Replacing components on a flex only circuit can result in lifted and or torn SMT and PTH pads. Depending upon the flex core type used the copper is either adhered to the Polyimide core with a layer of adhesive or the Polyimide is cast on to the copper. With either configuration, an excessive or repeated application of soldering level temperatures may cause the copper pad to detach from the underlying adhesive or polyimide. Care must be taken not to overheat the solder joint(s) and not to repeatedly rework the same circuit.
Components in rigid areas of a rigid-flex design can typically absorb the same levels of abuse that a rigid only PCB can withstand.
Assembled flex and rigid-flex PCB examples.
Folded/Creased Flexible Circuit Designs
Many flexible circuit designs require convoluted shapes to fit into the final assembly. A significant benefit of flex circuits is the ability to design in folds to create the corners rather than laying out the shape in the data set. This allows the flex to be manufactured in a straight configuration, which optimizes the material usage and significantly reduces the part cost. IPC 2223 flex design standard allows for most 1- and 2-layer designs to be folded and hard creased, but with the provision that the fold be performed only once and not be re-opened.
Creasing a flex will take the copper circuitry beyond its level of ductility, causing the copper to work harden and become embrittled. At this point, the circuits are still intact and reliable. Re-opening / re-folding will cause the circuits to then crack.
Most folded designs have the added safety mechanism of a section of pressure sensitive adhesive (PSA) in the fold area that then prevents the flex from being opened. The added PSA may complicate the prototyping phase as the fit is evaluated and finalized. Adding the PSA only once the design goes into production is common. In most cases, fallout and breakage is expected during the prototype phase with the knowledge that in production, with the addition of the PSA, there will not be any issues.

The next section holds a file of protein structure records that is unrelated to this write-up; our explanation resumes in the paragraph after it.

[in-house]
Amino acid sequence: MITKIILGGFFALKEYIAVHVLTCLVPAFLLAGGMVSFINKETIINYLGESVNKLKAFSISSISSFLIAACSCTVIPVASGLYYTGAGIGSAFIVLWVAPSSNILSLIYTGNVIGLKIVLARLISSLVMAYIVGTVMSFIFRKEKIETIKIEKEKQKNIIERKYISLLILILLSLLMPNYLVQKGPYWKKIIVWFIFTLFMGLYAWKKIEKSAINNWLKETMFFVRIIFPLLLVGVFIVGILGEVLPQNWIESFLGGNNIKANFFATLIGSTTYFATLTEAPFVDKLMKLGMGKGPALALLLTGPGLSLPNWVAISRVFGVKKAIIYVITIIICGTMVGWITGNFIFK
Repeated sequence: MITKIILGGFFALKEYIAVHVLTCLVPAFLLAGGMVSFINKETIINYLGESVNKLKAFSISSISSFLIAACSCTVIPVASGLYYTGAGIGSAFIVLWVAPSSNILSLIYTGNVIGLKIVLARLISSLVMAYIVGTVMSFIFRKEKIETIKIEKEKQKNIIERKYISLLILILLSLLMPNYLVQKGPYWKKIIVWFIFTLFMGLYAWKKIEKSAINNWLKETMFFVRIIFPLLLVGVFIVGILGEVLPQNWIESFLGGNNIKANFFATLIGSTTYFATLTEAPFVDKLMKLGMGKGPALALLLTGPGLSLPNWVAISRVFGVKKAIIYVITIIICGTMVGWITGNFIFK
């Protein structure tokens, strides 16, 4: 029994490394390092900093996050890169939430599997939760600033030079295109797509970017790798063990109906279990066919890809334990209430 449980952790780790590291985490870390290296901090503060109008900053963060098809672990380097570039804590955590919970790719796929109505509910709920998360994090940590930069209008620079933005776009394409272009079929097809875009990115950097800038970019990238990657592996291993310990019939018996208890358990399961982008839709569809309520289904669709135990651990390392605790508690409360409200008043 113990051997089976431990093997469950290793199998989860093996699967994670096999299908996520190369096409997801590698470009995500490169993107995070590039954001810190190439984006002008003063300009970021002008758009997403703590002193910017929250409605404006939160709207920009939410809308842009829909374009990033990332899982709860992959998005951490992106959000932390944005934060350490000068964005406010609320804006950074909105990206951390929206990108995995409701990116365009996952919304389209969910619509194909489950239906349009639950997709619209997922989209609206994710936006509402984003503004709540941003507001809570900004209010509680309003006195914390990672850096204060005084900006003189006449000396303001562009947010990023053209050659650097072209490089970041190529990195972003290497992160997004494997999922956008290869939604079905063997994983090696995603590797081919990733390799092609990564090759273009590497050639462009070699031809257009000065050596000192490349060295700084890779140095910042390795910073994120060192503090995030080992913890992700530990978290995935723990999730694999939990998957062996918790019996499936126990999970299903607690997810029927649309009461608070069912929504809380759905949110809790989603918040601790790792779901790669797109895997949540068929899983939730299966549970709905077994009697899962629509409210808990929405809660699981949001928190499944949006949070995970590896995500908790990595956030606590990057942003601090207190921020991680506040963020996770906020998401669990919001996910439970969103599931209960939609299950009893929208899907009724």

IPC 2223 design standard covers the majority of elements in most flexible circuit board designs. However, flex technology allows for many creative applications that can fall outside of IPC recommendations.
For these types of designs, your flex PCB supplier should be able to provide support by identifying these design elements. Additional reliability testing will be necessary during the prototype phase as part of the design qualification. With the potential unknowns, fallout is to be expected during testing. For most designs, multiple variations can be manufactured in one prototype release to allow multiple configurations to be tested.
Flexible circuit board technology is very reliable and solves many mechanical design challenges. The prototyping phase requires parts to be fitted many times over to finalize form, fit, and function. This excessive handling, and potential inadvertent misuse, can cause parts to fail.
These failures require review to ensure that they do not impact production parts, but in many cases are not a true indication of the effectiveness and reliability of the design. The option of overengineering a design to make it more reliable during prototyping is typically not practical and will add unnecessary cost to the design.